Over the past year, more and more citizens around the world have been standing up for their freedom. Sadly, as chronicled in Amnesty International’s annual State of the World 2012 Report, world leaders have failed to mirror the courage shown by millions of peaceful protesters. Too many nations have placed self-interest and profit ahead of people’s rights – and even their lives. The results have been tragic.
Even the United Nations Security Council, which is supposed to be the bulwark of global peace and security, has failed in its response to these popular uprisings, especially in the Middle East and North Africa. The Security Council’s ramparts have been thinly manned, its response to cries for help too often feeble. Inaction over Syria has left the Council seeming woefully unfit for its primary purpose: maintaining international peace.
In the case of Syria, Russian and Chinese intransigence has put the credibility of the Council at risk; undermining its core function as a guardian of human rights, and rendering accountability for crimes against humanity elusive. President Hafez al-Assad’s regime continues to face down protesters with snipers and tanks, arresting and torturing children as young as ten years old. Yet Russia continues to provide Syria with arms and fails to use its close security relationship – it maintains a naval base at Tartus – to persuade Assad to stop the killing.
China, resolutely opposed to intervention in the internal affairs of other states, except when it suits Beijing, has not exactly been a profile in courage. China appears stubbornly committed to preventing the Council from acting decisively to quell the violence. It blatantly ignores the lessons it should have learned from diplomatic blunders made in Sudan and Burma.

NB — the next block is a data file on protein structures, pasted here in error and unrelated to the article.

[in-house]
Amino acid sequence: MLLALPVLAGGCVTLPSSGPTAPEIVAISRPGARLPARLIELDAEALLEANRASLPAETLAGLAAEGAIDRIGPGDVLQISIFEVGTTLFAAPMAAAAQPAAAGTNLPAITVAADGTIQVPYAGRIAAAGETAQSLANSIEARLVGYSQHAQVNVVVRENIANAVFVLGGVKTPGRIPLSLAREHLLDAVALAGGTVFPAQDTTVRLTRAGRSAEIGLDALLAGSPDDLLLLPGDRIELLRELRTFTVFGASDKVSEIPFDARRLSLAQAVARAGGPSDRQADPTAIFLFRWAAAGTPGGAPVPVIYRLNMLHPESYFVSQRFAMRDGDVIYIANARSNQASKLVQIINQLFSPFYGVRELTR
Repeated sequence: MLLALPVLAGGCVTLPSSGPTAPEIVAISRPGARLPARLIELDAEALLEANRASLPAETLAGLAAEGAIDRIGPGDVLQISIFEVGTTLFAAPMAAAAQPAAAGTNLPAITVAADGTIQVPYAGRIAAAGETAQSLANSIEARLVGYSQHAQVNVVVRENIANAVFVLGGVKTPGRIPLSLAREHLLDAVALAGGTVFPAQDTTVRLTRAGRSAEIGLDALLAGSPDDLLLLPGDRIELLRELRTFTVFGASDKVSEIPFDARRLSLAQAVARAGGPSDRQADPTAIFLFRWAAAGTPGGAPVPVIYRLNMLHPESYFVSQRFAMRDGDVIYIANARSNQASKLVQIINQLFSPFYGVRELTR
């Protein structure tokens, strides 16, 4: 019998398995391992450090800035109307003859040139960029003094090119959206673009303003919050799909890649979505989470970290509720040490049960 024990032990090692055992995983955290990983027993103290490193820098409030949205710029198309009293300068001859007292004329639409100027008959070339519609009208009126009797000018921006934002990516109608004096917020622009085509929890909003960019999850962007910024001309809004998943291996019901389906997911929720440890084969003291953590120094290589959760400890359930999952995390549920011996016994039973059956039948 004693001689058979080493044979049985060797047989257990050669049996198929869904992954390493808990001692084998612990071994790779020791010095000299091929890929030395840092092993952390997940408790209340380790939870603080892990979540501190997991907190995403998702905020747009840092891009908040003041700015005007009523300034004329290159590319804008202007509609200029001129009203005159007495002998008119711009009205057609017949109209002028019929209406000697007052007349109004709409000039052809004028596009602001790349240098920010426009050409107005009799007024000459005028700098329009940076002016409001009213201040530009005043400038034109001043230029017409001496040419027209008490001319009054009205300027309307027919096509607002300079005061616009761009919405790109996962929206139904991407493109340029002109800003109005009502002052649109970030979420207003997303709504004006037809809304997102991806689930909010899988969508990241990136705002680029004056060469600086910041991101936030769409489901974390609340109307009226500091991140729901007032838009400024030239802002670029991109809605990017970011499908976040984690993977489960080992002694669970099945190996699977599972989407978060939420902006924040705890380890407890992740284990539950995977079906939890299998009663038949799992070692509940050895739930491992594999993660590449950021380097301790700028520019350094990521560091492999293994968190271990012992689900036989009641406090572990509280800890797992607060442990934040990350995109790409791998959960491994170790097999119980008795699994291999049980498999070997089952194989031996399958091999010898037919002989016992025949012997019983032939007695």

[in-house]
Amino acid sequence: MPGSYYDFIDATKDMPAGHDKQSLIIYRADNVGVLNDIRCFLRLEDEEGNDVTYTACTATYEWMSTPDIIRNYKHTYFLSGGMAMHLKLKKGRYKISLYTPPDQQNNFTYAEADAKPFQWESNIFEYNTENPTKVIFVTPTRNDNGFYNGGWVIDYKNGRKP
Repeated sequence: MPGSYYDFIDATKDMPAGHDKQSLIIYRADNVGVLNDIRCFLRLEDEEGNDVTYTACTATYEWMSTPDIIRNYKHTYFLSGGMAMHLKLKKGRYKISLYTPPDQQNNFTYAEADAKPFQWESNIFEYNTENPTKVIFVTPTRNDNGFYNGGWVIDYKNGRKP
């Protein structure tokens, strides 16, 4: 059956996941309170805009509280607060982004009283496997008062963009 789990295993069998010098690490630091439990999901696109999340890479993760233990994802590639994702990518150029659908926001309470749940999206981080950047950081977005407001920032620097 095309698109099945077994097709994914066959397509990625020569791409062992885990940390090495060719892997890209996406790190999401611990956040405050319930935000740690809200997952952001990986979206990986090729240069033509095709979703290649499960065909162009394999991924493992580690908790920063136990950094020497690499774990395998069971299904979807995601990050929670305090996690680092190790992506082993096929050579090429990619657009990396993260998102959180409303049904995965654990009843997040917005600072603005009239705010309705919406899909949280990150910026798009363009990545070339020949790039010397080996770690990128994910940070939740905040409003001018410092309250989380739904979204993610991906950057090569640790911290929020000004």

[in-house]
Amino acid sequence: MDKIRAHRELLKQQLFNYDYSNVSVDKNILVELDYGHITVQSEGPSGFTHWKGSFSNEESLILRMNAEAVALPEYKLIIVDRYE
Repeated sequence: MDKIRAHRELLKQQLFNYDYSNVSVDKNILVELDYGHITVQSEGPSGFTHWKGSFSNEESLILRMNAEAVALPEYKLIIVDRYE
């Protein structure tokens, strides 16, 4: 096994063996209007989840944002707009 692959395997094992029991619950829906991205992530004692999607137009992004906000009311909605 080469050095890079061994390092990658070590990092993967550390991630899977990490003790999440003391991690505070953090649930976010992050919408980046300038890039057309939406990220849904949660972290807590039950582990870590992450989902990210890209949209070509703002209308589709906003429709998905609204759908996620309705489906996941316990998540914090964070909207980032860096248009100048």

The other three permanent members of the Security Council, the United States, France and the United Kingdom, have not always been principled in their approach. The United States remains far and away the world’s largest arms dealer. As we have witnessed in Bahrain, repression of peaceful dissent apparently still qualifies a U.S. friend to the American arms bazaar.
As Russia and China prefer to maintain their special, profitable relations with repressive governments and as the United States and its allies only selectively champion freedom and democracy, how can one expect the international community to step up its game? It is time to match the courage and authenticity of those standing up for their own rights with resolute, multilateral support.
First, end the hypocrisy. The Security Council should not play favorites, heeding cries for freedom, justice and dignity only when they emanates from “friendlies.” The international community should pressure all abusive governments to rein in their secret police and other security forces and permit citizens to speak, to organize and to redress grievances.
Second, the member states of the United Nations should take their international responsibilities seriously, and not just pursue policies that fill their coffers at the expense of peace and stability. The United States and other members of the Security Council should lead by example.
Third, global community should invest in systems and structures that are based on human rights and the rule of law Leaders should strive to build and maintain a system that protects the powerless and restrains the powerful. Injustice, often fueled by rapacious arms merchants, is the root cause of many of the world’s conflicts.
Tunisia. Egypt. Libya. Bahrain. Burma. The past couple of years have made it clearer than ever that the human desire for freedom and justice is universal. It cannot be crushed or contained.
If crises bring about opportunities, then we are living in a world of possibilities.
Now is the time for the world’s leaders to show support for human rights in practice, not just words. Countries cannot long secure their own prosperity while continuing to turn a blind eye to suffering and repression. As President Kennedy reminded the world nearly 50 years ago, “Freedom is indivisible, and when one man is enslaved, all are not free.”